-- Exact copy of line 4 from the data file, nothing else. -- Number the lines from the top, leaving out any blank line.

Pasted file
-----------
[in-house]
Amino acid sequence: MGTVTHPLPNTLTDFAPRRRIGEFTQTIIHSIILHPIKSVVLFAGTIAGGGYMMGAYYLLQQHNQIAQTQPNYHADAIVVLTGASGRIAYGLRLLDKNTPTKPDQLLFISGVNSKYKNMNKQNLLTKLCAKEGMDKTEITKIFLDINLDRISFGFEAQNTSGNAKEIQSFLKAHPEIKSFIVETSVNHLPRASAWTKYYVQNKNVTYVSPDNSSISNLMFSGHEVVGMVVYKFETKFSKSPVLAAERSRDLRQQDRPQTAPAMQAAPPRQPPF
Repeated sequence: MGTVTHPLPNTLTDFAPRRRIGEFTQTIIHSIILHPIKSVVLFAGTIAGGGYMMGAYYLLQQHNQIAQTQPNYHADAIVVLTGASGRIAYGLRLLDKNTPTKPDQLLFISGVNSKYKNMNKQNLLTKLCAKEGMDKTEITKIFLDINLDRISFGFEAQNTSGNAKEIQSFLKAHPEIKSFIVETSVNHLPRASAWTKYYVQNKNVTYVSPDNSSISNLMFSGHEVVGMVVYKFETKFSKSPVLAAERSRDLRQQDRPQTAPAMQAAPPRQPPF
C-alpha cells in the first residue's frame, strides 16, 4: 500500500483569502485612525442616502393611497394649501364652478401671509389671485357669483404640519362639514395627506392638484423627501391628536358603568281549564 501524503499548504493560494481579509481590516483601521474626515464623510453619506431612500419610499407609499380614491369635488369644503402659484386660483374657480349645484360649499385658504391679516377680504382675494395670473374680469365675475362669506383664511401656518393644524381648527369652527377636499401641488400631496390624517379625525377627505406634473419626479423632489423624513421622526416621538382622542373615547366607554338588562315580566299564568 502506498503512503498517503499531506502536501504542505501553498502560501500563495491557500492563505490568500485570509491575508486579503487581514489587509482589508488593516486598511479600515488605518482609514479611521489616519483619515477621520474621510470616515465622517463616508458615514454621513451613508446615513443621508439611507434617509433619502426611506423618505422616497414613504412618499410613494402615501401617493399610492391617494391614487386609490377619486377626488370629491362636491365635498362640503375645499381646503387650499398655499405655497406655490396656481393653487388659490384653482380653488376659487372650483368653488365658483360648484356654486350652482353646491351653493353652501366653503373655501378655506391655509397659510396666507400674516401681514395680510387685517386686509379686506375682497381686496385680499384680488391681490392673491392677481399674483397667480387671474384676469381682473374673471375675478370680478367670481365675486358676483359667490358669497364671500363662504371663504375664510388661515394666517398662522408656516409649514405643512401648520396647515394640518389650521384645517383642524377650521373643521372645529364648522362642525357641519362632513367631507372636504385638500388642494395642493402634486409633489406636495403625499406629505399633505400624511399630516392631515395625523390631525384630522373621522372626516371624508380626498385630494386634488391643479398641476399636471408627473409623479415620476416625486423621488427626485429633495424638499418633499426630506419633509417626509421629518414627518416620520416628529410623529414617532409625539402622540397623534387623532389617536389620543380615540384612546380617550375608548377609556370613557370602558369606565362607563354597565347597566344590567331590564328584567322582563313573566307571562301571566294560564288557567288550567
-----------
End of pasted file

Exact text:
C-alpha cells in the first residue's frame, strides 16, 4: 500500500483569502485612525442616502393611497394649501364652478401671509389671485357669483404640519362639514395627506392638484423627501391628536358603568281549564 501524503499548504493560494481579509481590516483601521474626515464623510453619506431612500419610499407609499380614491369635488369644503402659484386660483374657480349645484360649499385658504391679516377680504382675494395670473374680469365675475362669506383664511401656518393644524381648527369652527377636499401641488400631496390624517379625525377627505406634473419626479423632489423624513421622526416621538382622542373615547366607554338588562315580566299564568 502506498503512503498517503499531506502536501504542505501553498502560501500563495491557500492563505490568500485570509491575508486579503487581514489587509482589508488593516486598511479600515488605518482609514479611521489616519483619515477621520474621510470616515465622517463616508458615514454621513451613508446615513443621508439611507434617509433619502426611506423618505422616497414613504412618499410613494402615501401617493399610492391617494391614487386609490377619486377626488370629491362636491365635498362640503375645499381646503387650499398655499405655497406655490396656481393653487388659490384653482380653488376659487372650483368653488365658483360648484356654486350652482353646491351653493353652501366653503373655501378655506391655509397659510396666507400674516401681514395680510387685517386686509379686506375682497381686496385680499384680488391681490392673491392677481399674483397667480387671474384676469381682473374673471375675478370680478367670481365675486358676483359667490358669497364671500363662504371663504375664510388661515394666517398662522408656516409649514405643512401648520396647515394640518389650521384645517383642524377650521373643521372645529364648522362642525357641519362632513367631507372636504385638500388642494395642493402634486409633489406636495403625499406629505399633505400624511399630516392631515395625523390631525384630522373621522372626516371624508380626498385630494386634488391643479398641476399636471408627473409623479415620476416625486423621488427626485429633495424638499418633499426630506419633509417626509421629518414627518416620520416628529410623529414617532409625539402622540397623534387623532389617536389620543380615540384612546380617550375608548377609556370613557370602558369606565362607563354597565347597566344590567331590564328584567322582563313573566307571562301571566294560564288557567288550567